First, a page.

The purpose of the research presented in this dissertation was to determine the degree of salt tolerance and the life history characters of a perennial halophyte Limonium stocksii (Boiss.) Kuntz. during germination and growth. Seeds of L. stocksii were collected from a population located near Hawks Bay at the Arabian sea, Karachi. Seed germination of L. stocksii was studied under controlled conditions in the laboratory at two light levels (12 h light/I 2 h dark and 24 h dark), two salinity sources (NaCl and seawater) with six concentrations (0, 10, 20, 30, 40, 50 and 60 dS m-1), four temperature regimes (fluctuating night/day temperature regimes of 10/20, 15/25, 20/30, 25/35°C) and eight germination regulating chemicals (kinetin, GA, proline, betain, ethephon, nitrate, thiourea and Na-hypochlorite) using a completely randomized block design. Maximum seed germination of L. stocksii was obtained in non-saline control at all temperature regimes, however, 20/30°C appeared to be the optimal temperature where maximum germination was recorded up to 20 dS mol NaCI. Seawater inhibited seed germination more than NaCI at low and moderate temperatures but H the highest temperature regime (25/35°C) seed germination in seawater was more than NaCI. Absence of light had little effect under non-saline condition, whereas, addition of salinity highly inhibited seed germination in dark and this inhibition was higher in seawater. Rate of germination was higher in all non saline solutions and increase in NaCI and seawater salinity decreased the rate of germination. Rate of germination was low in the cooler temperature regime and an increase in temperature gradually increased rate of germination. Higher germination rates in NaCl solution occured at 20/30°C while in seawater at 25/35°C. Seeds when transferred to distilled water after 20 d of either NaCI or seawater treatments recovered completely. Na-hypochlorite was identified as a successful germination alleviating compound for salinity and temperature induced dormancy. Kinetin and ethephon partially alleviated salinity enforced seed dormancy in both light and dark conditions while other chemicals had no significant effect.
Salinity tolerance experiments of Limonium stocksii were conducted under ambient conditions. Plants were grown from seeds in plastic pots containing sandy soil and sub-irrigated with 0, 10, 20, 30, 40, 50 and 60 dS m-1 solutions of both NaCI and seawater. Plants grown in non-saline control and in 10 dS m-I of both NaCI and seawater showed maximum growth (plant height, fresh and dry weight). Increasing salinity from 20 to 60 dS m-I led to growth inhibition. Tissue water content remained unaffected with increase in both NaCI and seawater salinity. Limonium stocksii accumulated considerable amounts of Na+ and C1 in comparison to K+, Ca2+ and Mg2+ with increasing salinity. Na+ accumulated more in stem than leaf and root. The selective ion transport capacity of stem was higher and was maximum for Na +.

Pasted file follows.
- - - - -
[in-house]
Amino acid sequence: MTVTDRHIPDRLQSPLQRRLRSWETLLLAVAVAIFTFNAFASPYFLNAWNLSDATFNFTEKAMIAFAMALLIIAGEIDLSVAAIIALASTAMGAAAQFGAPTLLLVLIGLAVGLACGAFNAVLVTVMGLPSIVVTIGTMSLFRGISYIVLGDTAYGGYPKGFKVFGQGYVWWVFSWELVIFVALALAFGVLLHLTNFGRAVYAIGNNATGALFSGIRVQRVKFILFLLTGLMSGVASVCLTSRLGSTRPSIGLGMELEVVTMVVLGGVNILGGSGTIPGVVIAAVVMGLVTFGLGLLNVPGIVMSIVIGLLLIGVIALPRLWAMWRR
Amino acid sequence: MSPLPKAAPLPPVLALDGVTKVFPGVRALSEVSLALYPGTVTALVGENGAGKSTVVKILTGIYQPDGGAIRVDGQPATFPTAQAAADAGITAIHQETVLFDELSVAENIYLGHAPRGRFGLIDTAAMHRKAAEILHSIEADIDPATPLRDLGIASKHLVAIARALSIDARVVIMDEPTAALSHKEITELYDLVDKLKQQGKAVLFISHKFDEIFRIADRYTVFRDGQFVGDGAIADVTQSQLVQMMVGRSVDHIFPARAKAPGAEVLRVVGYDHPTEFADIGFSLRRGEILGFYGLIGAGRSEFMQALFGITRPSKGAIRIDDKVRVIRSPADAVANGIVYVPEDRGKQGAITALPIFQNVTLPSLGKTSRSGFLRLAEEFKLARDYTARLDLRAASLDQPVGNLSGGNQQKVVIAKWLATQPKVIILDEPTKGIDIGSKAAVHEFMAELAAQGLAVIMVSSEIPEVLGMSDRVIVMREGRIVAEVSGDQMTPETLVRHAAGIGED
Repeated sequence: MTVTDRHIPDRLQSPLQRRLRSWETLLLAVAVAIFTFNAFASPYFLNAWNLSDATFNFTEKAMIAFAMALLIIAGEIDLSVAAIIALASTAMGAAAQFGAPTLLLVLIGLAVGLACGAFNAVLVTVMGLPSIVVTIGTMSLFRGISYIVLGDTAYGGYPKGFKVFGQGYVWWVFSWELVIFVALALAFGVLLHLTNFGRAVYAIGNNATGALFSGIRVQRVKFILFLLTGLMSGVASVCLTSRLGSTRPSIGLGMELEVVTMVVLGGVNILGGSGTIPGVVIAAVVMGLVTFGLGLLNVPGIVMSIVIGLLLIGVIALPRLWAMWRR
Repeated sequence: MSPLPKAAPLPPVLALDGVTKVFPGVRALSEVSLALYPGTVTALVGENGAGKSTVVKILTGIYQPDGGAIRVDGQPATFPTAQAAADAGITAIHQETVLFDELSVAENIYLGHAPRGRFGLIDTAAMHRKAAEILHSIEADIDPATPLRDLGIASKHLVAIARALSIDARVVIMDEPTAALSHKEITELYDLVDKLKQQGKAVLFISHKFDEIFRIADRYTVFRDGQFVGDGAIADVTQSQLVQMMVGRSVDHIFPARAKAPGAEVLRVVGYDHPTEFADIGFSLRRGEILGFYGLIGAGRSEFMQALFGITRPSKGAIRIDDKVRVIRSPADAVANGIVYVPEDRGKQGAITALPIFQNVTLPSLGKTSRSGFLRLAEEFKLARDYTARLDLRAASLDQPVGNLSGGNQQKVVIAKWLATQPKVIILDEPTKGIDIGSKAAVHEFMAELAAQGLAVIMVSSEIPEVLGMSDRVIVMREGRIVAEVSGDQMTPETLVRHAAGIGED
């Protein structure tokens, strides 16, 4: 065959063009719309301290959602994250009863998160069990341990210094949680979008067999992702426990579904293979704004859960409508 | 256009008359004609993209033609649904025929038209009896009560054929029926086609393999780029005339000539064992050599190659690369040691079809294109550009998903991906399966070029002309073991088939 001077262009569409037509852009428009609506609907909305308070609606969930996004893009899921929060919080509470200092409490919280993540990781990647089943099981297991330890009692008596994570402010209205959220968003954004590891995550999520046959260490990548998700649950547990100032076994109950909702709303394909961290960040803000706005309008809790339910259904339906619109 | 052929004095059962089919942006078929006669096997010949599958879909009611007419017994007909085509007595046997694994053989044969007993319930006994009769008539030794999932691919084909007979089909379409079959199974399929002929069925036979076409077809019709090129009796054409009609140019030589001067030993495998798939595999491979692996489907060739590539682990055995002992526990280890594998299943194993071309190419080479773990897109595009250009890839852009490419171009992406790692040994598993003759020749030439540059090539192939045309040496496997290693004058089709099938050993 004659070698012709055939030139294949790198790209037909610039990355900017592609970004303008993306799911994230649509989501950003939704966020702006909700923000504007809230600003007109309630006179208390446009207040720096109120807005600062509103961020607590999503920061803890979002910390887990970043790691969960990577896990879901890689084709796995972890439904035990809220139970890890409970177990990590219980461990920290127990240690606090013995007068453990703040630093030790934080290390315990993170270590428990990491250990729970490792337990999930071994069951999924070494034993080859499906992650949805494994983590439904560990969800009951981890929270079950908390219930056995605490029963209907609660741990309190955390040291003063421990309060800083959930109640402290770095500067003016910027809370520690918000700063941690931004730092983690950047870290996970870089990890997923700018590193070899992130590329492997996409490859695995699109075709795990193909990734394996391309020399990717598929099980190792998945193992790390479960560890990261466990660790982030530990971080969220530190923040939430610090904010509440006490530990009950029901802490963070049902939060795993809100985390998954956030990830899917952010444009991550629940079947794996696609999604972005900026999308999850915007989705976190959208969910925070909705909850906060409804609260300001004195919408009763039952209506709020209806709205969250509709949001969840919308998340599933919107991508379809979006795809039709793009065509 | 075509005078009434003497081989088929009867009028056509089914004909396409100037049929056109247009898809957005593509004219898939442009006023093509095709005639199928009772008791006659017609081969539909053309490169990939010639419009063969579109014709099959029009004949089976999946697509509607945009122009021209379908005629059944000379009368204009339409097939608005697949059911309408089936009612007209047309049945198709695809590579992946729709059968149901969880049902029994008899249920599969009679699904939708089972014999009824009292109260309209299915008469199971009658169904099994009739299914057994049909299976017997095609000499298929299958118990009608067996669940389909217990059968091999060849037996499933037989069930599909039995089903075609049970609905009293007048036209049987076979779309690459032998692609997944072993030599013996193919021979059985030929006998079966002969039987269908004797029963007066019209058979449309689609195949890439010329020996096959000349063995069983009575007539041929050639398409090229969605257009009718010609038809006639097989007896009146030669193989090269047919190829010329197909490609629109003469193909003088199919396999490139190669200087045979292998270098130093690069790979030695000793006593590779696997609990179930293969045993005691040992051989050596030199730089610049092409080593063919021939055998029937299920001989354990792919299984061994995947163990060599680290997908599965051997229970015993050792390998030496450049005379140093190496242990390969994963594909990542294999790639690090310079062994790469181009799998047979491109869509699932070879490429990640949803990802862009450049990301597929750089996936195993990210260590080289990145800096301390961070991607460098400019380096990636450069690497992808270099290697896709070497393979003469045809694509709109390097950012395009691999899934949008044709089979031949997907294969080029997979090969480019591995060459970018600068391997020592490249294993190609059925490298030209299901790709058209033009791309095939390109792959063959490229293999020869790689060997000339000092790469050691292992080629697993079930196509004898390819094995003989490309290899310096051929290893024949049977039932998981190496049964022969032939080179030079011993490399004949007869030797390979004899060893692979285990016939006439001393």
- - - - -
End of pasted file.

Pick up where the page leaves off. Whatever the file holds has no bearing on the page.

Seed bank and demography of L. stocksii population were studied for one year. Three transects (300 ft. each) were laid across the population from landward to seaward zones. Soil pH of the study site ranged from 8.1 to 8.5 while soil conductivity varied from 55 dS m-1 to 191 dS m-1. The over all seed density was highest (5,887 seeds m-2) in May and lowest in June. Seed density was highest in the landward zone and declined towards the seaward zone. Little variation was observed in different growth parameters throughout the year. Plant tissue water was lower in zones with high soil salinity. Leaves showed comparatively higher tissue water content from January to March. Al growth parameters such as number of branches, root length, stem length and biomass were highest in the intermediate zone. Na+ C1- accumulated more in leaves and stem than in roots while Mg2+ and Ca2+ were high only in leaves. K+ levels were similar in all parts of L. stocksii. Ion accumulation (except Ca2+) was more in intermediate zone in comparison to landward and seaward zones.